The World’s Best Raw-Bar Wine

 Michael Pirrocco

Contrary to popular belief, not every world-class wine carries a hefty price tag. Sure, the best Burgundies and Bordeaux are now beyond the reach of anyone not willing to drop hundreds on a bottle, but there are wines of comparable stature that can be had for modest sums, and one in particular is ridiculously cheap for the quality that it offers. Domaine de la Pépière is generally recognized as the finest producer of Muscadet, a white wine emanating from an appellation of the same name located at the western edge of France’s Loire Valley, hard up against the Atlantic Ocean. In a region that mostly turns out industrial-strength plonk, Pépière is a beacon of quality.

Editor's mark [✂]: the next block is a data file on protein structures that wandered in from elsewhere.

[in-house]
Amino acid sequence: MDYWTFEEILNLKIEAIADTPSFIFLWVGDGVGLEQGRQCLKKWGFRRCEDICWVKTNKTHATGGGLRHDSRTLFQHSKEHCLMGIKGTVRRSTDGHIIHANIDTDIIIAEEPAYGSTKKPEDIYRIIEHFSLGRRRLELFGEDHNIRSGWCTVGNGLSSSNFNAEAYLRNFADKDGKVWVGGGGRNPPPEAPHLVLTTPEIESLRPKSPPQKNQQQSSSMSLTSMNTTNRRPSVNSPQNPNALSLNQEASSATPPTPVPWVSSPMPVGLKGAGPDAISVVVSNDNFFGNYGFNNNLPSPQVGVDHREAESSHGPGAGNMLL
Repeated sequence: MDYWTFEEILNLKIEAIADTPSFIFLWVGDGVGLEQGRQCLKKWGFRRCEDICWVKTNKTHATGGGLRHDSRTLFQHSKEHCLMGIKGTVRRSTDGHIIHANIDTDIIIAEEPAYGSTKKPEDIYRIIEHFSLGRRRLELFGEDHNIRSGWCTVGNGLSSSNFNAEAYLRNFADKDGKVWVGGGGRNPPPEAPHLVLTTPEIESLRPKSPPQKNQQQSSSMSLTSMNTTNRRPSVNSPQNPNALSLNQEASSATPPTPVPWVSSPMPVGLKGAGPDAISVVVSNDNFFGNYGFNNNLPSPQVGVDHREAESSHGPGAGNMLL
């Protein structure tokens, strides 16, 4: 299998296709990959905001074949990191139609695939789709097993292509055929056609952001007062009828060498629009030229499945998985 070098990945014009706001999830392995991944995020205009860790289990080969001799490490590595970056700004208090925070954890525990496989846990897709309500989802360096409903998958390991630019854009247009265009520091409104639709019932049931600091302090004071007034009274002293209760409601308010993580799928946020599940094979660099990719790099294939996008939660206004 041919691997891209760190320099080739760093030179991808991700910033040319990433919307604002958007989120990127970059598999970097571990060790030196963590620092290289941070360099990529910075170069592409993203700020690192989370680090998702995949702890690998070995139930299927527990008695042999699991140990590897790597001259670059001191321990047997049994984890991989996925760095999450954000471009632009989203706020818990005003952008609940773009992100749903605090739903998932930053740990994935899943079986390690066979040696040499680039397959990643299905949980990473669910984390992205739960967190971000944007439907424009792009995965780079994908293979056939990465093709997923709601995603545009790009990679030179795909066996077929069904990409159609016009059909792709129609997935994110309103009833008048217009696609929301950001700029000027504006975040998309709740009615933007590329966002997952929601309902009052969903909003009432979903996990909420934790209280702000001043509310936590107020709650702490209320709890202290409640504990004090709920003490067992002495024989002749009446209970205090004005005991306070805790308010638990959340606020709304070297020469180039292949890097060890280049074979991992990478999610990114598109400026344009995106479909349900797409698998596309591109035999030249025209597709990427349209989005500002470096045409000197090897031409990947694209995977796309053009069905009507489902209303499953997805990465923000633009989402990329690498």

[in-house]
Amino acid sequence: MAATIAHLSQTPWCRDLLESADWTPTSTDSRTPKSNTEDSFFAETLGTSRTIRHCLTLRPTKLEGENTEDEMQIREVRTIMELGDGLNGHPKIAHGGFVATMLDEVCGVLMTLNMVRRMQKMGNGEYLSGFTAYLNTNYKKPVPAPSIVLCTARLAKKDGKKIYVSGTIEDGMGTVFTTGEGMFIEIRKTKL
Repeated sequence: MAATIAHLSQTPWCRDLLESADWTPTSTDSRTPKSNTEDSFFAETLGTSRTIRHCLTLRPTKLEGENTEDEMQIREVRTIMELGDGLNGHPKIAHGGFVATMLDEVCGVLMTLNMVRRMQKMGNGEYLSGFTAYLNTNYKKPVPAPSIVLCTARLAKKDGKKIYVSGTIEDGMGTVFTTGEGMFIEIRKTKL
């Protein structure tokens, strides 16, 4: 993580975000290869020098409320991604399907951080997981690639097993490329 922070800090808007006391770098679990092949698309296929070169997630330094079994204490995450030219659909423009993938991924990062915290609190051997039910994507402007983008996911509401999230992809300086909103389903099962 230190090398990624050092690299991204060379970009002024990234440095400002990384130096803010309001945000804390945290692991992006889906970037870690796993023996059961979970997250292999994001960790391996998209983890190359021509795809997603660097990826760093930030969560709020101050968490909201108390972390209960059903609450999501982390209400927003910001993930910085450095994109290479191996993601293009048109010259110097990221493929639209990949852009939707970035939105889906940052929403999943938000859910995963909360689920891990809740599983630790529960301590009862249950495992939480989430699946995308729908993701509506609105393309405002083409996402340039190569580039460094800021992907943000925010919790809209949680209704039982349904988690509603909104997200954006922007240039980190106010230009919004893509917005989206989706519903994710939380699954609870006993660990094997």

Winemaker Marc Ollivier is a fastidious farmer, who practices organic viticulture, hand harvests all of his grapes (Muscadet is made from a grape called Melon de Bourgogne), and uses only indigenous yeasts during fermentation. The Clos des Briords is a small vineyard that has the oldest vines in the domaine’s possession, dating back to 1930. It yields Muscadets of uncommon complexity and depth, and the 2010 Domaine de la Pépière Muscadet Sèvre et Maine Clos des Briords Vieille Vignes is a delicious example. It serves up an inviting aroma of lemon and a whiff of kerosene (don’t be deterred – it’s a very appealing scent in a wine). In the mouth, the wine is zesty and refreshing, but with an underlying richness that is rare to find in a Muscadet.

This stuff goes down easily, especially in the company of shellfish – in fact, there’s not a better raw-bar wine on the planet. The Clos des Briords is also rare among Muscadets in that it can be cellared for a number of years and will take on even more complexity as it ages, which is the litmus test of a great wine. The challenge is having the discipline to actually do the cellaring: It is tough to hold off from uncorking the Clos des Briords. [$17;]